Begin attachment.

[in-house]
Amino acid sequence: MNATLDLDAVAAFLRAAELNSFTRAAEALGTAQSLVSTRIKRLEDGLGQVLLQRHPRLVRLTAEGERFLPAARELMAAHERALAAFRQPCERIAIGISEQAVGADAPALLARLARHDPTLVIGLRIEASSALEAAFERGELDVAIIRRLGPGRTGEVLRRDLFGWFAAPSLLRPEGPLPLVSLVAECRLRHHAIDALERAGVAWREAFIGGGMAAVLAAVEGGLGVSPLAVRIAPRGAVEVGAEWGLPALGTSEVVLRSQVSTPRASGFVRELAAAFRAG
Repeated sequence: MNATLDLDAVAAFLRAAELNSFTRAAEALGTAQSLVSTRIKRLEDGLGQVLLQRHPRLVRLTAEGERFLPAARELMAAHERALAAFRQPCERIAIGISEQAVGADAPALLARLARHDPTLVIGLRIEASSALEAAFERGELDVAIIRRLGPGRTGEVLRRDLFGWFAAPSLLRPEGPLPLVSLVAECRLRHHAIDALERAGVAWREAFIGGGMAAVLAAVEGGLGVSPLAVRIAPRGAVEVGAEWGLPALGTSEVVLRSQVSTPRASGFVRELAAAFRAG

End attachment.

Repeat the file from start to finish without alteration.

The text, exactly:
[in-house]
Amino acid sequence: MNATLDLDAVAAFLRAAELNSFTRAAEALGTAQSLVSTRIKRLEDGLGQVLLQRHPRLVRLTAEGERFLPAARELMAAHERALAAFRQPCERIAIGISEQAVGADAPALLARLARHDPTLVIGLRIEASSALEAAFERGELDVAIIRRLGPGRTGEVLRRDLFGWFAAPSLLRPEGPLPLVSLVAECRLRHHAIDALERAGVAWREAFIGGGMAAVLAAVEGGLGVSPLAVRIAPRGAVEVGAEWGLPALGTSEVVLRSQVSTPRASGFVRELAAAFRAG
Repeated sequence: MNATLDLDAVAAFLRAAELNSFTRAAEALGTAQSLVSTRIKRLEDGLGQVLLQRHPRLVRLTAEGERFLPAARELMAAHERALAAFRQPCERIAIGISEQAVGADAPALLARLARHDPTLVIGLRIEASSALEAAFERGELDVAIIRRLGPGRTGEVLRRDLFGWFAAPSLLRPEGPLPLVSLVAECRLRHHAIDALERAGVAWREAFIGGGMAAVLAAVEGGLGVSPLAVRIAPRGAVEVGAEWGLPALGTSEVVLRSQVSTPRASGFVRELAAAFRAG